Again, if John hasn't caught up with the UNMOVIC reports of early 2003 (and not the gloss that Tony Blair, Alastair Campbell and Colin Powell put on them) he should.
Hans Blix reported at the end of January 2003, for example that:
"Iraq has on the whole cooperated rather well so far with UNMOVIC ... access has been provided to all sites we have wanted to inspect ... we have further had great help in building up the infrastructure of our office in Baghdad and the field office in Mosul. Arrangements and services for our plane and our helicopters have been good. The environment has been workable."
Obstruction and concealment? Hmmm.
In any event, Saddam's history was no evidence of imminent threat … Blair’s own Chief of Staff and Foreign Secretary told him as much at the time. The Head of MI6 told me something similar, too, within days of the fall of Baghdad.
Self interest? 
Do I have an “interest in proving that what the Today programme alleged in May 2003 was "essentially" true, as John claims (how DO these journalists look inside others’ minds)?
To be picky for a moment - the Today programme alleged nothing. We reported the allegations of a credible source.
But on the substantive point - no, I have no interest in proving anything was "essentially" true nor that it was part of some "higher truth". I'm interested in showing only why I knew at the time that Dr Kelly's allegations were both reportable and part of the truth of the dossier.
Gilligan mangled Dr Kelly's allegations in one broadcast and paid the price. Was that good journalism? No. Was that one broadcast defensible? No. But of course, the other twenty or so he made that day followed the script I'd approved and he'd ignored in that one 6.07 two-way. And I stand by the allegations in that script still.
Were Dr Kelly’s allegations “false in every specific”? Well, obviously not – Lord Butler and an army of FOI researchers have left us in no doubt of that.
Was the BBC “anti-war”? Well, I can’t speak for the BBC now, but I know for a fact it wasn't at the time and I'm certain I was neither pro- nor anti-war either … except in the very broadest sense that old men like me should never find comfort in sending the young to die their deaths for them.
Advice to reviewers
Perhaps John will read my book before he writes any more about it.
I hope that when - if - he does he'll find that far from contradicting “by assertion” Hutton and Butler, I give what I believe is a reasoned account of Hutton’s shortcomings while commending Butler, the Foreign Affairs Select Committee, the Intelligence and Security Select Committee and the Public Administration Committee as the common sense they all so evidently were.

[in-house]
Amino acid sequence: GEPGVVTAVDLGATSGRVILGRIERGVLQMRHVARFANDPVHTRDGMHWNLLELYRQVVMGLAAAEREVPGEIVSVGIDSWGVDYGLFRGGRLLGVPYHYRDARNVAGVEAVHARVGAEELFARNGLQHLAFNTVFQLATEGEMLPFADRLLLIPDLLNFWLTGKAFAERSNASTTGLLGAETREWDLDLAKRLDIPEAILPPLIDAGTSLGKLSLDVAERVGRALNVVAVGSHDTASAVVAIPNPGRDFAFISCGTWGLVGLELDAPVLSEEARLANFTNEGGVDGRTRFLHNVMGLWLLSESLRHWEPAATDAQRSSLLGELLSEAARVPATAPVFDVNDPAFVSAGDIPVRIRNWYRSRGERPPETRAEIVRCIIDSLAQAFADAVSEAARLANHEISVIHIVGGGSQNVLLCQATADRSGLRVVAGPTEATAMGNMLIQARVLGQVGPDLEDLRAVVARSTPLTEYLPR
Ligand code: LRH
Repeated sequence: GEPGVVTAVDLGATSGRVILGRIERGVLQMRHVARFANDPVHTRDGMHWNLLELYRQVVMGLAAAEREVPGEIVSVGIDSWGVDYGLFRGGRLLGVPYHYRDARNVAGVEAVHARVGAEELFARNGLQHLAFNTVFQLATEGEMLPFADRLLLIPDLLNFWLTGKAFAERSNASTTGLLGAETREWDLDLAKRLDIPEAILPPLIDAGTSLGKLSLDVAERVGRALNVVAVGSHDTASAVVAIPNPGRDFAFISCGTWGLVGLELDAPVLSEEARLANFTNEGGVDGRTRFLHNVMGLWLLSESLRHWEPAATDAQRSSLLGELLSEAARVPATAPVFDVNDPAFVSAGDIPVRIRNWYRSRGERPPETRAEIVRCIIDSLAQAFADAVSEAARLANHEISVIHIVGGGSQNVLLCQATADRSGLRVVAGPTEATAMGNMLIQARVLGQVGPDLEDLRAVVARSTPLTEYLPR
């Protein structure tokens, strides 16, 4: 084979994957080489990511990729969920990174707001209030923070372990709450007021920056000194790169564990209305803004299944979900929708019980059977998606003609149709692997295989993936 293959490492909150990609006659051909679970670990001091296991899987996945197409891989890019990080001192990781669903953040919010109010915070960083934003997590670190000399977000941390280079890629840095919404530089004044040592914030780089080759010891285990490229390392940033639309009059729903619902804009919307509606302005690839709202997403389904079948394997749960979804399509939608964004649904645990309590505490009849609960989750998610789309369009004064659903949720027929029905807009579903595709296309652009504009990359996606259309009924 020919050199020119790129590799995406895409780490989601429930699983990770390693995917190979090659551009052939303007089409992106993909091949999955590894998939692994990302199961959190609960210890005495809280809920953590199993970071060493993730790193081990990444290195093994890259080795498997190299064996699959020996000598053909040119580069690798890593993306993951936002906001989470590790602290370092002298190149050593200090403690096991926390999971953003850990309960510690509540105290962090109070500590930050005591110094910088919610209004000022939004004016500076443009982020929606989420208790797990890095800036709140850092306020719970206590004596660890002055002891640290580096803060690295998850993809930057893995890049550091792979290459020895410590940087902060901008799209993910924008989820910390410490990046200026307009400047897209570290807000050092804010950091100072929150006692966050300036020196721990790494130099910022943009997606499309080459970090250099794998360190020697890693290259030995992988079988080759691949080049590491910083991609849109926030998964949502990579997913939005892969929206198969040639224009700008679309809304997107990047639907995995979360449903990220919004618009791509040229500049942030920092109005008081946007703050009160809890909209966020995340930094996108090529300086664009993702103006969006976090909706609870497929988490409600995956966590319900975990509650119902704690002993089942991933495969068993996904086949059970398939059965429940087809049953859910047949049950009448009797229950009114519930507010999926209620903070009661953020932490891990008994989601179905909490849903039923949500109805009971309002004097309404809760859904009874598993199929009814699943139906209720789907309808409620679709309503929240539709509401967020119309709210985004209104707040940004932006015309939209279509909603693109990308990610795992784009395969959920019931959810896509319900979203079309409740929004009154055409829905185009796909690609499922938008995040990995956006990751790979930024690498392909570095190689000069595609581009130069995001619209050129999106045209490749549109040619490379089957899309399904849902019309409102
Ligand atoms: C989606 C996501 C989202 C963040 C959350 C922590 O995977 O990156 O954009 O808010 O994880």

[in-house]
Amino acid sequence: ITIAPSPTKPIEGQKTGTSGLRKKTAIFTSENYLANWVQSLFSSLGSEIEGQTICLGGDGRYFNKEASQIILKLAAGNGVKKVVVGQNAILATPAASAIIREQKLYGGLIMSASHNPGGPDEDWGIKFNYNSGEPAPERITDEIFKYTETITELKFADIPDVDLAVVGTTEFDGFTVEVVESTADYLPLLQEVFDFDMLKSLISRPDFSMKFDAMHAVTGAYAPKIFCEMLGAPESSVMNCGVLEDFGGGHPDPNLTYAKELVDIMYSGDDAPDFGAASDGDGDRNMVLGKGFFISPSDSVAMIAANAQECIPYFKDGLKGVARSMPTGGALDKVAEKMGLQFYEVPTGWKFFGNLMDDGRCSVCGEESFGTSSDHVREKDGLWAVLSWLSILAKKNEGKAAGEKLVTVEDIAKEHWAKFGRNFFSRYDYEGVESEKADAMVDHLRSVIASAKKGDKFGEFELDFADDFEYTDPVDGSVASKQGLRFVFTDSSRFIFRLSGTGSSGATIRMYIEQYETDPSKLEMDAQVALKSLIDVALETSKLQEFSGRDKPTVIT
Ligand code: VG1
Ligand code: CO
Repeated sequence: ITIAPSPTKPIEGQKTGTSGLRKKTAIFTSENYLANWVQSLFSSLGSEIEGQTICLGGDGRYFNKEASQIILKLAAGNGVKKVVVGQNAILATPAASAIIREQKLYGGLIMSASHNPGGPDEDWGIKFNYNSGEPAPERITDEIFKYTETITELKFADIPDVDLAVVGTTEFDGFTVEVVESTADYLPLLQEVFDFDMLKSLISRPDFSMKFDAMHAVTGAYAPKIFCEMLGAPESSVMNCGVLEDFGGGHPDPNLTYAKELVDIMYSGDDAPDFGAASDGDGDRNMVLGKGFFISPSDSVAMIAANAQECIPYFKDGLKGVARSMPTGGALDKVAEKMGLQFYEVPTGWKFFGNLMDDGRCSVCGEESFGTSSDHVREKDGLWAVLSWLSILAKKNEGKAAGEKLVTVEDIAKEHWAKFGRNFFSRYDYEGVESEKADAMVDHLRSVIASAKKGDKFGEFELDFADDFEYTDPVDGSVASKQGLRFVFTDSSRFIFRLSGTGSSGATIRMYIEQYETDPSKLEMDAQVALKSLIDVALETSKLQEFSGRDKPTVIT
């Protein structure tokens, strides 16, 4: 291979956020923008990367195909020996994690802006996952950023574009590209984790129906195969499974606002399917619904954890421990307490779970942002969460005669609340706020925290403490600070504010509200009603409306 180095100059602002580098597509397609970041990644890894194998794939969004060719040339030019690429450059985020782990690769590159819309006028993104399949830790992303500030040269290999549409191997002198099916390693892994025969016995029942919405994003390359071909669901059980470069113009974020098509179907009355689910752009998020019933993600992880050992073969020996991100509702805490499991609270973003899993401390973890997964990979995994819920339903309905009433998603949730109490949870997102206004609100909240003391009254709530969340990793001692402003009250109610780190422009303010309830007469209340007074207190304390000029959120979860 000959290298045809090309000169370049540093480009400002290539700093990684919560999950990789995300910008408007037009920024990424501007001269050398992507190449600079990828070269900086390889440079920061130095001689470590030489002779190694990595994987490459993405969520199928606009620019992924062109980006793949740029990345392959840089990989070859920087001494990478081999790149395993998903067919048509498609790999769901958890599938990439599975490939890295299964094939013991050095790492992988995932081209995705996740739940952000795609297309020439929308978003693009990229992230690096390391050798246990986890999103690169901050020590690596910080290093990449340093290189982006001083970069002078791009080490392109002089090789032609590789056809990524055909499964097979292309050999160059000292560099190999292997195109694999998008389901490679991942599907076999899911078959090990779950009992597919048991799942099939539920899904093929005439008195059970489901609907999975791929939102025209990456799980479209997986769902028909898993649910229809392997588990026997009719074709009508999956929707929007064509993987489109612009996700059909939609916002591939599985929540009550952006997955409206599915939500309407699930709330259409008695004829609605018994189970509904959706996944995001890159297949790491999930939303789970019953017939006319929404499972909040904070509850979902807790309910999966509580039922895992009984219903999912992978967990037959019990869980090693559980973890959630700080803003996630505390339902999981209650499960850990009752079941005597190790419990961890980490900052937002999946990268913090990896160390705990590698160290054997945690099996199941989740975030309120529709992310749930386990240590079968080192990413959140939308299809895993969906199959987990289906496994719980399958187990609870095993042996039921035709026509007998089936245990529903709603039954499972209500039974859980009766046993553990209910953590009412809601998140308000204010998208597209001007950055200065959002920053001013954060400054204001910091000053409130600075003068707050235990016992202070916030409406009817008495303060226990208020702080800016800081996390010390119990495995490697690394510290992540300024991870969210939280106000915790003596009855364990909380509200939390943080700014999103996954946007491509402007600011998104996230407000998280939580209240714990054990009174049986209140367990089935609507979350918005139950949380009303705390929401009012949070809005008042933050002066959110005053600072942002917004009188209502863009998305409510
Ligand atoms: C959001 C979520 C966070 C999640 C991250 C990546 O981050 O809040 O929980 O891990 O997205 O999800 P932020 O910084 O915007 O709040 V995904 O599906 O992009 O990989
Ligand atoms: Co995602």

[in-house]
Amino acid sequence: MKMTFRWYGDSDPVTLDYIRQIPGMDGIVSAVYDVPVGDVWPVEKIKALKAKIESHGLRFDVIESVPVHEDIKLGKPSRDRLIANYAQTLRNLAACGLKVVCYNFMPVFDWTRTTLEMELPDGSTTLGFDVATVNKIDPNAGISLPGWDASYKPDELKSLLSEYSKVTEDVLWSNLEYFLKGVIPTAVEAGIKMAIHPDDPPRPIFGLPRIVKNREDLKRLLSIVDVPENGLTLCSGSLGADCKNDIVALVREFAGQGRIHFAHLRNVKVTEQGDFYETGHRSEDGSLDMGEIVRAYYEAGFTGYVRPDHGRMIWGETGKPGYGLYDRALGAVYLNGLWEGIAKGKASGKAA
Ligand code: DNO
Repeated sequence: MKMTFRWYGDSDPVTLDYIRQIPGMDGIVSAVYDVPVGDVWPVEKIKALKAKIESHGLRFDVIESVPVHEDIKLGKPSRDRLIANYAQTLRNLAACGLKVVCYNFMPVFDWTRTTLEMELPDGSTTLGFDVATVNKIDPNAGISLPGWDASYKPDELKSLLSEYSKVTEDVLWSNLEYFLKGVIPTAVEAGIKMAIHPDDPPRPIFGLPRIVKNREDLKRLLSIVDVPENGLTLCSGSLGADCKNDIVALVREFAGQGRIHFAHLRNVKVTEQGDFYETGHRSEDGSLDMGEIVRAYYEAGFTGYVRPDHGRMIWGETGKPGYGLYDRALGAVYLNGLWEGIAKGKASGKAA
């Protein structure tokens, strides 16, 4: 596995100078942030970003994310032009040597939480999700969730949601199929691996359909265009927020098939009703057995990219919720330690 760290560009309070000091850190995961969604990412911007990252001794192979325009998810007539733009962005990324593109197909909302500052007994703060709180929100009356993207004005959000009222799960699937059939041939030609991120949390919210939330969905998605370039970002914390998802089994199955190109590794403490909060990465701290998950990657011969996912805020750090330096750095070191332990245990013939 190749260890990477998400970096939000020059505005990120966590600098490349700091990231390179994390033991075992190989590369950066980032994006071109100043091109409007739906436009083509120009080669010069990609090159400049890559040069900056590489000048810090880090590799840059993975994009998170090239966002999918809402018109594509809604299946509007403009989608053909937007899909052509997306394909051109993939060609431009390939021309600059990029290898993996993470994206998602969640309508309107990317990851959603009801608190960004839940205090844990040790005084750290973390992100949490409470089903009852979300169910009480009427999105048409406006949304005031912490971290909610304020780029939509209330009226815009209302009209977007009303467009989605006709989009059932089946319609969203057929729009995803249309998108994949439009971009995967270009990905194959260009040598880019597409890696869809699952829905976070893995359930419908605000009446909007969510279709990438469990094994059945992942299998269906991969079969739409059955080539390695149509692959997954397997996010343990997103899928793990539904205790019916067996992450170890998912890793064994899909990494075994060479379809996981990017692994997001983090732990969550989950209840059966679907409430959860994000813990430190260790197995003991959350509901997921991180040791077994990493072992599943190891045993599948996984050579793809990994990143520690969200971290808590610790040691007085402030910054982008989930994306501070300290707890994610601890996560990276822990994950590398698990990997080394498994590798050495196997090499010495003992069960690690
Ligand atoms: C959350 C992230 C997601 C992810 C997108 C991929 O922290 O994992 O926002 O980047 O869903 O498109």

I have a feeling he'll be disappointed but am confident his spleen will live to fight another day.
As for whether New Labour had the habit of “creating the truth” – well, he'll have to take that up with Peter Mandelson not me.

Monday, 3 September 2012

Tutu, Blair and the 'L' word

Was Desmond Tutu right to accuse Tony Blair - and George Bush, for that matter - of a "lie"?
It's a question that's at the heart of my new book Stumbling Over Truth, published on 19 September.
**Update - looks like we've reverted to the original publication date; 24 September, the 10th anniversary of the September dossier**
Today - 3 September 2012 - is, as it happens, the tenth anniversary of Tony Blair’s decision finally to publish an “intelligence” dossier showing why he believed Saddam Hussein and his Weapons of Mass Destruction were a clear and present danger needing urgent military attention.
More so than, say, Libya, Iran or even North Korea.
The publication of that dossier, on 24 September, was a key moment in what Desmond Tutu calls:
“the immorality of the United States and Great Britain's decision to invade Iraq in 2003 …” 
Though once the dossier had done its job – grabbing headlines and easing Blair’s passage through the recall of an increasingly sceptical Parliament - it effectively disappeared from view.
We all now know that the September dossier – indeed the whole intelligence/WMD basis of the case for war – was misleading. Saddam had no appreciable WMD.
And we now know it wasn't simply a case of intelligence gathered, assessed, interpreted and presented to the public in good faith turning out to be wrong.
The limitations of the intelligence were known and were a source of tension inside the intelligence community before John Scarlett, the chairman of the Joint Intelligence Committee (JIC), and Alastair Campbell decided to use it as they did in the September dossier and elsewhere in the case for invading Iraq.
The way in which that intelligence was used was misleading, of that there is no doubt.
But was it a "lie"?
A question of faith
Those around Tony Blair between 9/11 and the night of "shock and awe" in February 2003 were struck by the strength of his belief that Saddam Hussein had and was "continuing to develop WMD".
Blair insisted he'd come to that belief because of the intelligence he was seeing - yet it was a belief the Head of MI6 at the time seemed not to share.
But he'd faced down the experts and the evidence before - and had been right to do so. Over Milosevic. Remembering that and seeing the strength of his belief that Saddam had WMD effectively silenced contrary voices, according to some inside Downing Street and the Foreign Office at the time.
It was groupthink in action.